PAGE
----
Parliamentarians are subject to financial disclosure laws that require them to publish earnings
from outside employment.
Members of parliament must disclose categories of outside
employment and earnings greater than 1,000 euros ($1,400) in a month or 10,000 euros
($14,000) in a year. No special institution has responsibility for monitoring and verifying
disclosures. Additional revenues of parliamentarians through business connections have been a
matter of public debate. Disclosures are available to the public via the Bundestag website (next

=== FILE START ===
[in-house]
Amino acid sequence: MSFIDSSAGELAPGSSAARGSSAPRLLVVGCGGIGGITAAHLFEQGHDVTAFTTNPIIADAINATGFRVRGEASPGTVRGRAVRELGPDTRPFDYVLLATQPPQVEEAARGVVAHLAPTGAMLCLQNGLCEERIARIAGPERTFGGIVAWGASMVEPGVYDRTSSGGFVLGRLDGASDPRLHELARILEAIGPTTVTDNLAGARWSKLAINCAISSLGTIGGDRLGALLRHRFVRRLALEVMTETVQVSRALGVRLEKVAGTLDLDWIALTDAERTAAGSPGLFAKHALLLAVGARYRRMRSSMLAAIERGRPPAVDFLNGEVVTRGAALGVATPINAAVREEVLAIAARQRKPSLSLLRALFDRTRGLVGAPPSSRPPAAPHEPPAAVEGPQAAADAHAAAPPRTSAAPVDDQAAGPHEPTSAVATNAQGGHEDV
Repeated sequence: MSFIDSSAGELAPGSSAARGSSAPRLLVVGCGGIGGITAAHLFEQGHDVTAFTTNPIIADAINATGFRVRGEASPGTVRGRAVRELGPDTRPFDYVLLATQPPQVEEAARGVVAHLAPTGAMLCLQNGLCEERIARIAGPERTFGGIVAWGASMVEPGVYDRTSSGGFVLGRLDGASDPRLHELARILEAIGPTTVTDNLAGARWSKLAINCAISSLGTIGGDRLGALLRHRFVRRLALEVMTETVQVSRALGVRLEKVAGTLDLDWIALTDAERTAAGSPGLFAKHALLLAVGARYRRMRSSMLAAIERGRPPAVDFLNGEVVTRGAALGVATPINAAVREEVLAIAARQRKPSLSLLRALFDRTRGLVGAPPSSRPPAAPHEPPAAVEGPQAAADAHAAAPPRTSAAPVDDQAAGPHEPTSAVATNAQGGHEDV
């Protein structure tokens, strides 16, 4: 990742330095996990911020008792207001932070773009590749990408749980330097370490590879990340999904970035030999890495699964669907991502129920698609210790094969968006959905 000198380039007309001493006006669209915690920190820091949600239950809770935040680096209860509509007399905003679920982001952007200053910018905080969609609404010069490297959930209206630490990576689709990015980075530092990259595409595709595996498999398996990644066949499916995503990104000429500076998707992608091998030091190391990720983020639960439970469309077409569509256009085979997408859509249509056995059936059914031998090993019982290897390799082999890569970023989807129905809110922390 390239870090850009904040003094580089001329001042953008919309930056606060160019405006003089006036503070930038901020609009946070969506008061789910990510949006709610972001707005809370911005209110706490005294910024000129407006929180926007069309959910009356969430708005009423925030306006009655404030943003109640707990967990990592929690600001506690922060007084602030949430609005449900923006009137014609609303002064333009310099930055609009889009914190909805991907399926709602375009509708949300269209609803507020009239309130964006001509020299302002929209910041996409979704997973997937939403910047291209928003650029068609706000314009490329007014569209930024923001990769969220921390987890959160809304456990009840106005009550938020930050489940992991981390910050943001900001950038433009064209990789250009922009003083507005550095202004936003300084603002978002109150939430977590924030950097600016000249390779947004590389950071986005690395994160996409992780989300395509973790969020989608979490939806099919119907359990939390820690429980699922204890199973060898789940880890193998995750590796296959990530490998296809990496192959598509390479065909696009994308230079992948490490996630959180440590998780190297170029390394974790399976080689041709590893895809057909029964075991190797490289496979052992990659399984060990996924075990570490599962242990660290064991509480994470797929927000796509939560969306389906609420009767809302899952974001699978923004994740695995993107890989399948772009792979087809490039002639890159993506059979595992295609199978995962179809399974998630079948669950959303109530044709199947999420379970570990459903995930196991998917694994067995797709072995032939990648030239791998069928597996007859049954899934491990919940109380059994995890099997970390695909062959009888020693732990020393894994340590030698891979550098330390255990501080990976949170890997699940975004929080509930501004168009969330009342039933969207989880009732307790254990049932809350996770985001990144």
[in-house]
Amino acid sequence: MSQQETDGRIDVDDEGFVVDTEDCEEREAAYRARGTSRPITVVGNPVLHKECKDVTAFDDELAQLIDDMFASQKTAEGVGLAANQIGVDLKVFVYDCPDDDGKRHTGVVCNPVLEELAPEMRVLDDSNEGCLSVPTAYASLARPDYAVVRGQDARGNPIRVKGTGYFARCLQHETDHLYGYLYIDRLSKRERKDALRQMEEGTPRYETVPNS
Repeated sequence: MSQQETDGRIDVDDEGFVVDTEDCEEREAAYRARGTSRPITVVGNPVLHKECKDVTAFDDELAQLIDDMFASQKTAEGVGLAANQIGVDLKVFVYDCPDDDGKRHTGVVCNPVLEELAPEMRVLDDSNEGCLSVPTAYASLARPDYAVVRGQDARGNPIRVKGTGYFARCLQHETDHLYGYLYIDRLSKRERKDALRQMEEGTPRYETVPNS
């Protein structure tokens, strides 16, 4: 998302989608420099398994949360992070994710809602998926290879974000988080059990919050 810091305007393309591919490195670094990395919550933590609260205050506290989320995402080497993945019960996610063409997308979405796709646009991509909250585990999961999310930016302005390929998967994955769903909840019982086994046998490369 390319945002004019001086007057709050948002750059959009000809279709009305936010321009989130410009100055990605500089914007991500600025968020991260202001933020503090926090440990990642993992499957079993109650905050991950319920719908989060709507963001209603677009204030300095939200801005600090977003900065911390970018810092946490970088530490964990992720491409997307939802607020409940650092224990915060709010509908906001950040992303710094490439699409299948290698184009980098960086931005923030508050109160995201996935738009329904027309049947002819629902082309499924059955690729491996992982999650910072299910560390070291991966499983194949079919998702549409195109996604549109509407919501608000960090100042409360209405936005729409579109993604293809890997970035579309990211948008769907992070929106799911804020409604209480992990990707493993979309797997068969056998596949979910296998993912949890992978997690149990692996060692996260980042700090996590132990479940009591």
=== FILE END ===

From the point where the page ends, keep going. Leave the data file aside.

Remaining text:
to the parliamentarians’ biographies) and in the Official Handbook of the Bundestag. Sanctions
for noncompliance can range from an administrative fine to as much as half of a
parliamentarian’s annual salary.
In February 2014, the German parliament amended the criminal law clarifying corruption
offenses by parliamentarians and increasing penalties. In May 2013 it was revealed that several
members of the Bavarian parliament had employed family members on the basis of their
parliamentarian allowance. The Bavarian parliament promptly adopted a law prohibiting the
employment of family members to the fourth level of kinship. The Highest Bavarian Court
published a report that reimbursements paid after July 2004 to family members of first degree of
kinship must be paid back.